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Nike Zoom Terra Kiger 2: A Fantastic Update

Nike Terra KigerIt hasn’t been that long since I first wrote about the original Nike Zoom Terra Kiger in my June review.  I was pleasantly surprised by the shoe and found it very nice for smoother trails, and even mixed runs as the shoe ran quite well on pavement.

Only a short while after my review I started to see rumors that a version 2 of the Kiger was already on its way. Although I’m sure nobody from Nike read my review, it seemed they had read my mind based on what I was hearing regarding updates in version 2. Firmer midsole, more secure upper, better heel stability. Given that these were all things I had pointed out as needing improvement in the first version, I was eager to give the v2 a spin.

Nike Terra Kiger Gray


Price: $125 MSRP (one color is on sale on Running Warehouse here)

Colorways: 5 colors that I’ve seen (Nike’s site with all colors here)

Weight:  8.5 oz/240g in size 9 mens; 9.87 oz/280 g in my size 13 men’s; and 7.2 oz/204 g in size 8 for women (stats via Running Warehouse)

Stack Height: 21 mm Heel; 16 mm Forefoot stack height for both men and women

Upper & Fit

Nike Terra Kiger Forefoot

The Kiger 2 upper and fit is at the top of its class – in my opinion, it’s one of the best uppers on the market today. It provides one of the best, most secure, yet not confining fits that I’ve tried.  They are just super comfortable and yet very secure at the same time.  I wish they would put the engineered mesh style upper on more of their shoes.  It is extremely durable and yet very light and simple.  On the Kiger 2 there are fewer gaps in the the mesh which makes it more durable, and there is less give in the upper than the Kiger 1.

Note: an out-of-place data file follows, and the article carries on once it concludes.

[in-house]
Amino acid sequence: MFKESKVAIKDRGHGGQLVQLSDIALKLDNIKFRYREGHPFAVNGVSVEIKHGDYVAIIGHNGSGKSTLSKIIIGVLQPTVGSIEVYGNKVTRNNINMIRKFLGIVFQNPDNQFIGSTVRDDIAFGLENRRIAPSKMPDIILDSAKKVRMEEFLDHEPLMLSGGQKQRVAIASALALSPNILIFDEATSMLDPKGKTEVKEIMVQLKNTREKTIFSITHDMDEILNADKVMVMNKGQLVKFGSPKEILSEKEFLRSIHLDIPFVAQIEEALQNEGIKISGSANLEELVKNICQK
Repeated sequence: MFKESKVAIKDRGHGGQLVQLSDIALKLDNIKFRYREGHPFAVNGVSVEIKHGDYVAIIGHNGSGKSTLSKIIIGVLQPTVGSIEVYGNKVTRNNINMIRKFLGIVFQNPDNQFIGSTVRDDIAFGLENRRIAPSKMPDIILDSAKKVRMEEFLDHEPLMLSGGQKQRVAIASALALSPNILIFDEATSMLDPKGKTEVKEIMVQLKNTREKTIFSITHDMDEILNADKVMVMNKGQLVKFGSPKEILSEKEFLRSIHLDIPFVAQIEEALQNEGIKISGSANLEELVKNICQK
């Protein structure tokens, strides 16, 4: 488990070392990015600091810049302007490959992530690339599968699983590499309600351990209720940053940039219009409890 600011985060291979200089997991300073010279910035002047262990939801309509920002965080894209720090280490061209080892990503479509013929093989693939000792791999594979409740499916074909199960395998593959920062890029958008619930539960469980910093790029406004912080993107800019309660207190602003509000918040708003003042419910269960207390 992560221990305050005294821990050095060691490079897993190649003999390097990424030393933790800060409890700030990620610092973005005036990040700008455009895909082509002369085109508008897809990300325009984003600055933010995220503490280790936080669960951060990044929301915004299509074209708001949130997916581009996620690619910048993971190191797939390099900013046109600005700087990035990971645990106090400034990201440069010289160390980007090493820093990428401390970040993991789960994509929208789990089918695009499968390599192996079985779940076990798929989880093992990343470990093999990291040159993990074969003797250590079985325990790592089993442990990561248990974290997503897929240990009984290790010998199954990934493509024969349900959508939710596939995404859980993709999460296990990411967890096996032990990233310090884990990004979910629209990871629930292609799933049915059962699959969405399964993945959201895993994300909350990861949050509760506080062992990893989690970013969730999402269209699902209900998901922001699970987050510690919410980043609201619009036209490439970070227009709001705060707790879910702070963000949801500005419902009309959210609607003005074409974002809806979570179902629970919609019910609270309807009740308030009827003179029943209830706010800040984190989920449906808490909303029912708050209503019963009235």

Nike Terra Kiger 2The tongue is slightly less padded than that of the Kiger 1, but actually feels better. The heel collar is also less padded and yet feels just as comfortable.

Nike used their regrind material as overlays mainly in the heel area to increase structure. It works well.  The Kiger 2 feels much more secure laterally in the upper, and many of the problems I had with the heel being unstable in the Kiger 1 are remedied because of this (and changes to the midsole which I will get to below).